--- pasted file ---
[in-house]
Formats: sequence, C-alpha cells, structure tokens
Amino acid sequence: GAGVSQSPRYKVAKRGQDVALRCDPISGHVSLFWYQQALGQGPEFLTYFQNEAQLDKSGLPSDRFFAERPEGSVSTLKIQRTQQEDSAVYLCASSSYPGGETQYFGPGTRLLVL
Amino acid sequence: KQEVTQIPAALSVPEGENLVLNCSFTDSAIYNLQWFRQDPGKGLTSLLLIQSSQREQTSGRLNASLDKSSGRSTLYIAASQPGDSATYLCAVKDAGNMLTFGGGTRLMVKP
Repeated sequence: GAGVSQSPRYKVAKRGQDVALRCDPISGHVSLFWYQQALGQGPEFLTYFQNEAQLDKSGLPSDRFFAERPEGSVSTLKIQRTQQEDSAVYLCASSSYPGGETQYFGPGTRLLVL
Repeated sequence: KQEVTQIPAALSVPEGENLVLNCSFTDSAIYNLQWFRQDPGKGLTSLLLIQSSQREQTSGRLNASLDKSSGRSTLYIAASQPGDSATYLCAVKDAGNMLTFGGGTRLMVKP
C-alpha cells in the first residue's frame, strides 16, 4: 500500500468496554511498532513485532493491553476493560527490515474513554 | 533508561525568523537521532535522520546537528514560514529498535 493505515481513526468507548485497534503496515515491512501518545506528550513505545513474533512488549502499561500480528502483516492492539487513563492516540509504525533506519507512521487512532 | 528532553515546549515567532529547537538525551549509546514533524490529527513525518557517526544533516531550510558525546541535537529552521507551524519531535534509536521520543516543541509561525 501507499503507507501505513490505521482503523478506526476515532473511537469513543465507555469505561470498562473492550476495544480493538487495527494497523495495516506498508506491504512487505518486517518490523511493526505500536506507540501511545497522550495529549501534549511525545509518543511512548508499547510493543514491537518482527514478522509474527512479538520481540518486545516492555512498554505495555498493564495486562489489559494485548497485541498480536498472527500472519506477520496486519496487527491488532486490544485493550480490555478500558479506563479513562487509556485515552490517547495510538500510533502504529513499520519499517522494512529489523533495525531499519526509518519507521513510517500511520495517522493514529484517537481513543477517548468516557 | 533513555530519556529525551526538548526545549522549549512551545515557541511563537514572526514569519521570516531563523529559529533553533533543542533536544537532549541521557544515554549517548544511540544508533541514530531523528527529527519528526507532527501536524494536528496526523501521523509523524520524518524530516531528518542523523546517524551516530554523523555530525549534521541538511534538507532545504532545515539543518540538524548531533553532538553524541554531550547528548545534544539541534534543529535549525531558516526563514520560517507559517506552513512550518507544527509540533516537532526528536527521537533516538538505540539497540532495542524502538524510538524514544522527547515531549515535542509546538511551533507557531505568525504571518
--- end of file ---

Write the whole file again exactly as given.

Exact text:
[in-house]
Formats: sequence, C-alpha cells, structure tokens
Amino acid sequence: GAGVSQSPRYKVAKRGQDVALRCDPISGHVSLFWYQQALGQGPEFLTYFQNEAQLDKSGLPSDRFFAERPEGSVSTLKIQRTQQEDSAVYLCASSSYPGGETQYFGPGTRLLVL
Amino acid sequence: KQEVTQIPAALSVPEGENLVLNCSFTDSAIYNLQWFRQDPGKGLTSLLLIQSSQREQTSGRLNASLDKSSGRSTLYIAASQPGDSATYLCAVKDAGNMLTFGGGTRLMVKP
Repeated sequence: GAGVSQSPRYKVAKRGQDVALRCDPISGHVSLFWYQQALGQGPEFLTYFQNEAQLDKSGLPSDRFFAERPEGSVSTLKIQRTQQEDSAVYLCASSSYPGGETQYFGPGTRLLVL
Repeated sequence: KQEVTQIPAALSVPEGENLVLNCSFTDSAIYNLQWFRQDPGKGLTSLLLIQSSQREQTSGRLNASLDKSSGRSTLYIAASQPGDSATYLCAVKDAGNMLTFGGGTRLMVKP
C-alpha cells in the first residue's frame, strides 16, 4: 500500500468496554511498532513485532493491553476493560527490515474513554 | 533508561525568523537521532535522520546537528514560514529498535 493505515481513526468507548485497534503496515515491512501518545506528550513505545513474533512488549502499561500480528502483516492492539487513563492516540509504525533506519507512521487512532 | 528532553515546549515567532529547537538525551549509546514533524490529527513525518557517526544533516531550510558525546541535537529552521507551524519531535534509536521520543516543541509561525 501507499503507507501505513490505521482503523478506526476515532473511537469513543465507555469505561470498562473492550476495544480493538487495527494497523495495516506498508506491504512487505518486517518490523511493526505500536506507540501511545497522550495529549501534549511525545509518543511512548508499547510493543514491537518482527514478522509474527512479538520481540518486545516492555512498554505495555498493564495486562489489559494485548497485541498480536498472527500472519506477520496486519496487527491488532486490544485493550480490555478500558479506563479513562487509556485515552490517547495510538500510533502504529513499520519499517522494512529489523533495525531499519526509518519507521513510517500511520495517522493514529484517537481513543477517548468516557 | 533513555530519556529525551526538548526545549522549549512551545515557541511563537514572526514569519521570516531563523529559529533553533533543542533536544537532549541521557544515554549517548544511540544508533541514530531523528527529527519528526507532527501536524494536528496526523501521523509523524520524518524530516531528518542523523546517524551516530554523523555530525549534521541538511534538507532545504532545515539543518540538524548531533553532538553524541554531550547528548545534544539541534534543529535549525531558516526563514520560517507559517506552513512550518507544527509540533516537532526528536527521537533516538538505540539497540532495542524502538524510538524514544522527547515531549515535542509546538511551533507557531505568525504571518